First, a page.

Unemployment in May Jumps from 5.0% to 5.5%

In the largest single monthly increase since 1986, the unemployment rate for the nation jumped half a percentage point in May signalling that the economy is still troubled despite some recent steadying news in the financial sector:

The jobless rate for the month was 5.5 percent, up from 5 percent in April, the Labor Department said. That was the largest swing in a single month since 1986. The result stunned economists, who had expected the rate to rise only to 5.1 percent. The report also said the number of jobs on employers' payrolls fell by 49,000.

The data are new evidence that despite recent signs of stability in financial markets, the U.S. economy is still troubled. For most of the past two months, the stock market has been rising and some measure of normalcy has returned to world markets. Economic data have been weak but not horrible. Today's report, however, undermines a budding consensus that the economy is holding up.

The unemployment numbers, coupled with a steep increase in oil prices, rattled the stock market. The Dow Jones industrial average was down nearly 250 points, about 2 percent, shortly before noon.

According to the newest figures, 861,000 more people were unemployed, and the jobless level rose among almost all groups: men, women, teenagers, whites and blacks. Unemployment among Hispanics was unchanged, and it dropped slightly among Asians.

Part of the increase was due to the large number of teens who were looking for seasonal employment and failed to find it. More than 260,000 young people were included  in these figures.


Construction and home building related manufacturing sectors were the hardest hit denoting the continuing softness in the housing market. But retail also lost jobs as did professional and business services.

At 5.5% unemployment is still at historic lows. But that is easier to say when unemployment is going down. When it is on its way up, it begins to worry ordinary people which contributes to a lack of confidence in the economy which may slow spending even further leading to more job losses.



In the largest single monthly increase since 1986, the unemployment rate for the nation jumped half a percentage point in May signalling that the economy is still troubled despite some recent steadying news in the financial sector:

The jobless rate for the month was 5.5 percent, up from 5 percent in April, the Labor Department said. That was the largest swing in a single month since 1986. The result stunned economists, who had expected the rate to rise only to 5.1 percent. The report also said the number of jobs on employers' payrolls fell by 49,000.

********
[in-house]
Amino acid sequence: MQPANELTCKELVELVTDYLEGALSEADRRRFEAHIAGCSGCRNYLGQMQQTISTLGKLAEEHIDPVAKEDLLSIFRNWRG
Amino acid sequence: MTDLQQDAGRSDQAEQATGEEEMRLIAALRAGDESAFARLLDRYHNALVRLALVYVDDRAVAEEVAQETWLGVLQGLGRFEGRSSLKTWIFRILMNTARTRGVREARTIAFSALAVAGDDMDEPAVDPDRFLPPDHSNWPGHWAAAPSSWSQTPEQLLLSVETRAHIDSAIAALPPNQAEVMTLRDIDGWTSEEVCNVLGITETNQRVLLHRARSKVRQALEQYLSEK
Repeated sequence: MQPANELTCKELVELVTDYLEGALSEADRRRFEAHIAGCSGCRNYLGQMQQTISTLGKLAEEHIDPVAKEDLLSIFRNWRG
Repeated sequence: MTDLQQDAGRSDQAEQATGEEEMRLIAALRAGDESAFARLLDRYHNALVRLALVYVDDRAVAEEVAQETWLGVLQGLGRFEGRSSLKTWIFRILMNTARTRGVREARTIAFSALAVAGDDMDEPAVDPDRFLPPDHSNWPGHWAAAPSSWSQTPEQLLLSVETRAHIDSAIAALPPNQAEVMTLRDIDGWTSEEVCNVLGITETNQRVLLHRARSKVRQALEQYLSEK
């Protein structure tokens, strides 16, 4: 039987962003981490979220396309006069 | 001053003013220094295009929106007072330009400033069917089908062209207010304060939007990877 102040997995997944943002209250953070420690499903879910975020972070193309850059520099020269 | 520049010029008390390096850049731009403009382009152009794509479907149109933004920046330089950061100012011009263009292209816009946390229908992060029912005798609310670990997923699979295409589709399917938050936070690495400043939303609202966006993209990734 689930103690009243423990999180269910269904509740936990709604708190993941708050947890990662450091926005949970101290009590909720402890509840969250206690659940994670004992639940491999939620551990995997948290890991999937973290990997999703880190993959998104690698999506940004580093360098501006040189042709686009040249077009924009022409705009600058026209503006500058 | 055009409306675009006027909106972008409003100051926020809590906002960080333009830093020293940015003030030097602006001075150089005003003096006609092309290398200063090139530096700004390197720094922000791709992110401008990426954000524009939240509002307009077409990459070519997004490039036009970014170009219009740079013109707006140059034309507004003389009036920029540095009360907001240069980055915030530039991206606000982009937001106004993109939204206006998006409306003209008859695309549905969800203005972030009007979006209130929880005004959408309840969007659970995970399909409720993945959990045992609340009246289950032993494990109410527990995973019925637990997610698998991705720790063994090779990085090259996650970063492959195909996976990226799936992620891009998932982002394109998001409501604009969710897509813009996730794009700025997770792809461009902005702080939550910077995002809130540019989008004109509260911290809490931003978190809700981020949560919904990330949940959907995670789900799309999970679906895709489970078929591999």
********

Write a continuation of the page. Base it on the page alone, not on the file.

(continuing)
The data are new evidence that despite recent signs of stability in financial markets, the U.S. economy is still troubled. For most of the past two months, the stock market has been rising and some measure of normalcy has returned to world markets. Economic data have been weak but not horrible. Today's report, however, undermines a budding consensus that the economy is holding up.

The unemployment numbers, coupled with a steep increase in oil prices, rattled the stock market. The Dow Jones industrial average was down nearly 250 points, about 2 percent, shortly before noon.

According to the newest figures, 861,000 more people were unemployed, and the jobless level rose among almost all groups: men, women, teenagers, whites and blacks. Unemployment among Hispanics was unchanged, and it dropped slightly among Asians.

Part of the increase was due to the large number of teens who were looking for seasonal employment and failed to find it. More than 260,000 young people were included  in these figures.


Construction and home building related manufacturing sectors were the hardest hit denoting the continuing softness in the housing market. But retail also lost jobs as did professional and business services.

At 5.5% unemployment is still at historic lows. But that is easier to say when unemployment is going down. When it is on its way up, it begins to worry ordinary people which contributes to a lack of confidence in the economy which may slow spending even further leading to more job losses.